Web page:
If you’re doing a show about business, you’ll highlight your corporate sites. If the audience is more artsy, you’ll pick sites you’ve designed for various artists.
Is the interview taped or live?
If you’re not familiar with differences in format, you might say: “It shouldn’t really matter. My story is my story.”
Those who have experienced the stress of a live radio or television broadcast know otherwise.
Personally, I love live. It’s a very different energy. People are on the edge of their seats, creating carefully orchestrated spontaneity. Time is always ticking. Every minute needs to be accounted for.
“We have 19 seconds till the end of the commercial break. Everybody stand by. We’re live in three, two, one….”
Live is exciting. Live can be stressful. What if you mess up? Forget retakes!
Some people believe you have less control when you’re going live. I disagree. Why? Because live cannot be edited.
When you’re on, you’re on, and you can take charge of the airwaves. If you don’t like where the interview is going, build a bridge (see part 2) and get to your core message as soon as you can.
Every minute you spend on what you want to say, means less time for what the interviewer wants to hear (unless you’re on the same page). At some point he’ll run out of time. The shorter the interview, the more important this becomes.
Compare this to the long, prerecorded interview. If your Grand Inquisitor thinks you’re not giving him a straight answer, he’ll simply go back to the question until you’ve answered it to his satisfaction. If he doesn’t like what he hears, he can cut it or shorten it, citing editorial freedom. He can summarize your position in his words, not yours.
Here’s the flip side of that coin. Because you’re not live, you can stop the tape at any time. If you don’t like the answer you’ve just given, you can start over. Do you need to look up some info? Go ahead.
As a reporter, I often had to ask people to pick it up from the start because they had given me a lengthy answer and I only had time for a soundbite.
If you’re new at this, see if you can do your first interviews semi-live. Just go for it it as if you’re on the air, even though it’s prerecorded. It’s good practice. If you manage to do everything in one take, you’re done. If you happen to get stuck, you just pick it up from there.
How long is the actual interview? How much air time do I get?
These are two very different things. Just because you have been recording for an hour, doesn’t mean you’ll be on the air for an hour. I hate to say it, but most people aren’t that interesting and most interviewers aren’t that good. On top of that, most of us are not interested in listening to the same person go on and on and on for sixty minutes.
We’ve been conditioned to the never-ending interruption of the commercial break. Attention spans are getting shorter. We have too much to do and not enough time. I’m surprised you’re still reading this!
If the magic doesn’t happen in the first sixty seconds, we move on, unless what we read, see or hear really speaks to us.
If you have trouble getting to the point in real life, you’ll be in trouble during an interview when the pressure’s on. Don’t worry. These things can be fixed. That’s why media trainers make a very decent living.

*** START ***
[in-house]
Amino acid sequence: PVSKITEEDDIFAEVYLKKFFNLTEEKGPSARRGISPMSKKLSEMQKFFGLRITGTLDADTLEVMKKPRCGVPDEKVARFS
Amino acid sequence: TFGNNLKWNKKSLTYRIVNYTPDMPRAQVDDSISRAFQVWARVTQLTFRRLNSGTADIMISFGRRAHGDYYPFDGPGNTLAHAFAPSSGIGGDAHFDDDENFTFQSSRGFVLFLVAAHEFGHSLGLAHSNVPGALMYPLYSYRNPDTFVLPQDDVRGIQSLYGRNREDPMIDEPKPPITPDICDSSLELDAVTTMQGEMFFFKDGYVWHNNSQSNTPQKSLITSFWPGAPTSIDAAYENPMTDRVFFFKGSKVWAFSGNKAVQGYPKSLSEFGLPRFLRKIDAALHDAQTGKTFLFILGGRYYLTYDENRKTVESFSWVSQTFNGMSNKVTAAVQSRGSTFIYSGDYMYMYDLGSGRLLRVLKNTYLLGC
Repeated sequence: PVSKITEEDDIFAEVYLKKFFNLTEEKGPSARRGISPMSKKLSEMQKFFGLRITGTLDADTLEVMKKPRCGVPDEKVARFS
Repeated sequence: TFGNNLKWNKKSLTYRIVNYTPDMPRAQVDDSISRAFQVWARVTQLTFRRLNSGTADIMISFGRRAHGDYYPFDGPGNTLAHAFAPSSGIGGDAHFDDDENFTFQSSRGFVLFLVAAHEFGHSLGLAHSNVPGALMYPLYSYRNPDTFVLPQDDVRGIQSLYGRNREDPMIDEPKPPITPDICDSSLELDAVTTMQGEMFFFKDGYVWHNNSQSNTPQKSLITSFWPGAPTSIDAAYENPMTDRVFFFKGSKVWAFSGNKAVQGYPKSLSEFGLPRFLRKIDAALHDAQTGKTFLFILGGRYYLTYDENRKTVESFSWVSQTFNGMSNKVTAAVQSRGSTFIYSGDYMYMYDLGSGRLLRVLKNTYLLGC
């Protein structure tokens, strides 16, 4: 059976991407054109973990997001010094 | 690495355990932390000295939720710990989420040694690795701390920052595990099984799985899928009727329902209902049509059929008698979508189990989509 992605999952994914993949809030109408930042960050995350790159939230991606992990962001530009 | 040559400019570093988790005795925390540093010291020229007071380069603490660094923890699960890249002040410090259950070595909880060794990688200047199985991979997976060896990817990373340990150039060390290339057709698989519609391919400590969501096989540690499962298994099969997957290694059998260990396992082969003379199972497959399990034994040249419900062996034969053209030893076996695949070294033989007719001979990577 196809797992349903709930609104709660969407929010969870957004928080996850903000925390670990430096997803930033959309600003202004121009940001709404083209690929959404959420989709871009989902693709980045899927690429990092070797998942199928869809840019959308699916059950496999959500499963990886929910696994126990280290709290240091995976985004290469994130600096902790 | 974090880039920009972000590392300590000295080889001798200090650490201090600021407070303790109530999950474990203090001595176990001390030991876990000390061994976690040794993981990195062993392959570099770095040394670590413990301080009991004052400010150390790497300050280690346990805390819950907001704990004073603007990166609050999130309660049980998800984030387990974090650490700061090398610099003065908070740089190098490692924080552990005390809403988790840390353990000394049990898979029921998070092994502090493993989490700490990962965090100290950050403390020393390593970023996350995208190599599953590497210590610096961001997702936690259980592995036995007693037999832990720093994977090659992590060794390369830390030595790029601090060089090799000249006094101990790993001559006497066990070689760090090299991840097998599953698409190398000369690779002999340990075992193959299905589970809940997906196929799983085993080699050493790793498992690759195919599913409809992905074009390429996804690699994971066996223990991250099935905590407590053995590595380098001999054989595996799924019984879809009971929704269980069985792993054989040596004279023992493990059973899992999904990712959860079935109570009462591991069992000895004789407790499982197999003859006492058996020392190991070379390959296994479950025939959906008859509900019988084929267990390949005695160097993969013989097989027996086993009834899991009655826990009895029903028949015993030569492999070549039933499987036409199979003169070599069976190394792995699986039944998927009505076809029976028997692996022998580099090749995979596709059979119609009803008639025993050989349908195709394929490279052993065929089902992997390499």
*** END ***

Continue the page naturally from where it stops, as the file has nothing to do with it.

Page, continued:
So, find out how much time you have to get your message across and prepare for your interview using the accordion model. An accordion expands and contracts. Think of what you want to talk about as an accordion.
If you have less time, you use the short version, but always be ready to expand. Let’s say you expect to be on air for five minutes. What if the next guest gets stuck in traffic and can’t make it to the studio? All of a sudden you’ve doubled your time. Make sure you don’t run out of material!
Unfortunately, the opposite is true too. You were promised a four-minute segment and then some breaking news cuts your time in half. In that case you better be ready to cut to the chase!
By the way, don’t ever trust your sense of timing. In my media trainings I always give my students thirty seconds to introduce themselves and mention one interesting fact we should know about them. Their intro is timed. Some people go on for three minutes before I cut them off and then they tell me: “Wow… that was really thirty seconds? It went by so fast!”
What are your questions?
I saved the most obvious for last because we tend to overlook the obvious. I have interviewed thousands of people and I can’t tell you how many of them simply said YES to my interview request, not knowing what I wanted to ask them. It has to do with human nature.
Deep down inside we all long for attention and acknowledgement; for someone who truly listens. Getting in the papers, on radio or on TV must mean we matter!
But if you don’t know what they want to know, how do you know you want to be on their show?
Remember what I said in part one? The biggest beginner’s mistake is to underestimate what it takes to be interviewed. This is not some normal conversation. It’s more of a purposeful presentation disguised as a normal conversation…. with possibly millions of people watching over your shoulder.
So, have you thought about how to present yourself on television? Should you just be yourself or get all dressed up for the occasion?
Next time we’ll talk about the importance of image!
Paul Strikwerda ©nethervoice